By Nick Shook
Read full post on NFL.com
DeMarco Murray hasn’t yet hit his dreaded 30th birthday, but his play has dropped off like many of those who have found themselves on the other side of the milestone.
A year after making his third Pro Bowl and leading the AFC in rushing, Murray can’t seem to get himself in gear. The veteran has 452 yards rushing and five touchdowns on 129 attempts for an average of 3.5 yards per carry, which is 0.1 yards per carry less than his nightmarish lone campaign in Philadelphia in 2015. One needs to only look at Sunday’s close win over the Indianapolis Colts to see Murray’s struggles firsthand.
Murray carried the ball 12 times for nine yards and a touchdown that “you guys probably could have walked in on,” Murray told reporters after the game, per The Tennessean. Through three quarters, the Titans — owners of an offense that is considered smashmouth, and was once exotic — had three yards rushing as a team.
But who cares about numbers? We think they’re fairly important. Murray, not so much.
“Not at all,” Murray said when asked if he’s concerned with his stats. “I’ve done a lot of great individual things in my career, playing in this league, and [winning], that’s why we all play, why we coach. That’s all I’m worried about. I’m not worried about stats. Obviously, you want to play better and obviously you’ve got pride about yourself and things of that nature, but, hey, most importantly, we got the win. We’ll all watch film and … we’ll make corrections and that’s it.”
Murray can polish the entire collection of his trophy case during the offseason, but right now, the perplexing Titans are in the thick of a playoff race. There’s no time to rest on past success when the team’s rushing attack is lifeless when running Murray — and when a better option is already in the stable.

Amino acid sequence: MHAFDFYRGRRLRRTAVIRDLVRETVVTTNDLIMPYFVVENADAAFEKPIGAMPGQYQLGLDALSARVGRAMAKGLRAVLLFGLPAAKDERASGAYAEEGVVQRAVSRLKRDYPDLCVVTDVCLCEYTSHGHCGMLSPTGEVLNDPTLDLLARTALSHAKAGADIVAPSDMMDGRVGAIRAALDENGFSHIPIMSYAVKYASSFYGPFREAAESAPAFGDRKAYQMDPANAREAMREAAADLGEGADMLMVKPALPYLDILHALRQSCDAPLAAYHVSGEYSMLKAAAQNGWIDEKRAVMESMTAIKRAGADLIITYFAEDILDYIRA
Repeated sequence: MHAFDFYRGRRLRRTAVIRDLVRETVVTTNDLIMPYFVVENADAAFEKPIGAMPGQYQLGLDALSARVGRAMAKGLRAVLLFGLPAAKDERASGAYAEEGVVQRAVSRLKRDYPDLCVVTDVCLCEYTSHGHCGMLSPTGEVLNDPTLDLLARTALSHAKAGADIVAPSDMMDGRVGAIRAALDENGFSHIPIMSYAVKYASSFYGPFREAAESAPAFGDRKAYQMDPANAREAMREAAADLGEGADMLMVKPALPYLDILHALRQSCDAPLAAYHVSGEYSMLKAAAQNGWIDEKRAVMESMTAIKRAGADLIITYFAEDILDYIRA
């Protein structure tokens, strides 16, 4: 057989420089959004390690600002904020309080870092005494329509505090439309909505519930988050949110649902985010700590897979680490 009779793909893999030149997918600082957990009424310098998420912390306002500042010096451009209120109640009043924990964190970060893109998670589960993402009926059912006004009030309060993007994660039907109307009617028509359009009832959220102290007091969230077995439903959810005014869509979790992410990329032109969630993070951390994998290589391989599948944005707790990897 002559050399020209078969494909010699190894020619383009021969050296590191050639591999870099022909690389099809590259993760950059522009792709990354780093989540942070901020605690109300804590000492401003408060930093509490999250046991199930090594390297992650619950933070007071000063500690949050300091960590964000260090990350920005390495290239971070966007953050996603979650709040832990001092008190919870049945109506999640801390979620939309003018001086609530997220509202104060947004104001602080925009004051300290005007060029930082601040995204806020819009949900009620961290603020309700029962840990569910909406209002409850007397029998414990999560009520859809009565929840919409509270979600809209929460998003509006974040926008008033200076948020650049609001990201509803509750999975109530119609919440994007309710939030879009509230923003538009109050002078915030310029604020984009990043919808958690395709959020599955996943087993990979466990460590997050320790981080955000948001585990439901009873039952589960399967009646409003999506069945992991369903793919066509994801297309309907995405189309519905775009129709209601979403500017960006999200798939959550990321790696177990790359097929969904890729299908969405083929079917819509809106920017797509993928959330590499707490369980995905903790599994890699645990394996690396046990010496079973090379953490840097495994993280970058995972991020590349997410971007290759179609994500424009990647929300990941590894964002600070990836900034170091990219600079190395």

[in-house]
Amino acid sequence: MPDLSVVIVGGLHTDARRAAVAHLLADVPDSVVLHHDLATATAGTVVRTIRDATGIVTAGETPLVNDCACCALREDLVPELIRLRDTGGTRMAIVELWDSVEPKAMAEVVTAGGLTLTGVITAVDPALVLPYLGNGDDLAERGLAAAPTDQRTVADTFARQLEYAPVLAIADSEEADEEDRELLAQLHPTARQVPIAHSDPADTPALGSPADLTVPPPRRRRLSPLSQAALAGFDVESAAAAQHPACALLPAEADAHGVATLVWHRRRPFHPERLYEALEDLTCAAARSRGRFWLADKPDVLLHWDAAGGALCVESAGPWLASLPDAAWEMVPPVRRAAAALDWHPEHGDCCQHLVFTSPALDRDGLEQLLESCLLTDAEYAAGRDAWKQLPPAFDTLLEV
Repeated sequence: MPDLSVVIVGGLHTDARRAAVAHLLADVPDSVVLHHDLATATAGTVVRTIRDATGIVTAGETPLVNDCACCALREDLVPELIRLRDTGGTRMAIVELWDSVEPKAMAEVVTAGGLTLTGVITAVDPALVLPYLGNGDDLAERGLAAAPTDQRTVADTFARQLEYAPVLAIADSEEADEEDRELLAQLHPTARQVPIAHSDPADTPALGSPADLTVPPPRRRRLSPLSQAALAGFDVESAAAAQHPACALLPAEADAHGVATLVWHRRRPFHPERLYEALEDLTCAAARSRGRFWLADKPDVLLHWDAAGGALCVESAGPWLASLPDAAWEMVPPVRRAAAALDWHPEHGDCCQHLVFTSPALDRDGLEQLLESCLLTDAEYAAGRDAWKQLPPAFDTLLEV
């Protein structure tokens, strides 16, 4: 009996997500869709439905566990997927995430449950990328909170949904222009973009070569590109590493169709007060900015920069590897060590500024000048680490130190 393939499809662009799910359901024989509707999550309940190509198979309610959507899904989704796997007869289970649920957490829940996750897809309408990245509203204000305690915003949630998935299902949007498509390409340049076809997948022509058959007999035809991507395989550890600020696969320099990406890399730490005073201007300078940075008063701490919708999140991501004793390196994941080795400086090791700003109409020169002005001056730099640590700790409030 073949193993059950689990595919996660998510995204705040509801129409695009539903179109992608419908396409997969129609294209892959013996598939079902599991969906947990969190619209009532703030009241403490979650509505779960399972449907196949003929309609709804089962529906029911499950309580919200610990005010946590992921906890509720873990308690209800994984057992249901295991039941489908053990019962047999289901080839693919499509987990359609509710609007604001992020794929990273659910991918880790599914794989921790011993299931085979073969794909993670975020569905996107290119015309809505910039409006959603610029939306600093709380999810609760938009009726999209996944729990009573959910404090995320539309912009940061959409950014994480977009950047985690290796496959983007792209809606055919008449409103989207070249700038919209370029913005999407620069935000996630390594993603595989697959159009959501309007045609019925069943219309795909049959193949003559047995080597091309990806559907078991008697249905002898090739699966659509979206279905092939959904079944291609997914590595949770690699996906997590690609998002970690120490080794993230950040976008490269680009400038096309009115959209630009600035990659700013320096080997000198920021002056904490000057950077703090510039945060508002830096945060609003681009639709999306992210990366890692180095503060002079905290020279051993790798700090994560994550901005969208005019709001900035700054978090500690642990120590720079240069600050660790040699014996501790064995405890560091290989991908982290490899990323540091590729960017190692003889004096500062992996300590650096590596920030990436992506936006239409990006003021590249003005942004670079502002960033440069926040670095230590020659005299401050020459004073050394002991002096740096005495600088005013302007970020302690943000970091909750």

Derrick Henry rushed 10 times in the fourth quarter Sunday for 79 yards. He powered Tennessee’s ground game as the Titans methodically overcame a two-score deficit to take down the Colts. It was again obvious who the better option is at running back.
We’ve been talking about Henry’s expected rise since Week 2. Here’s an article by colleague Kevin Patra with a quote from teammate Wesley Woodyard saying Henry is “like an outside linebacker running the football” after his 92-yard output against Jacksonville. And yet, we’re in Week 13 and still waiting for Henry — whose yards-per-carry average is more than a full yard greater than Murray’s — to receive the lion’s share of carries.
“Some of the things that worked, we kept calling,” Henry said, per The Tennessean. “We had the momentum. It was working. The offensive line did a great job, everybody was doing a good job blocking. So if it ain’t broke, don’t fix it. Just keep running it.”
Titans coach Mike Mularkey had no explanation for why runs were working for Henry as opposed to Murray, replying with “no rhyme or reason” when asked. Perhaps after studying the film, he’ll realize it isn’t play design — it’s the player.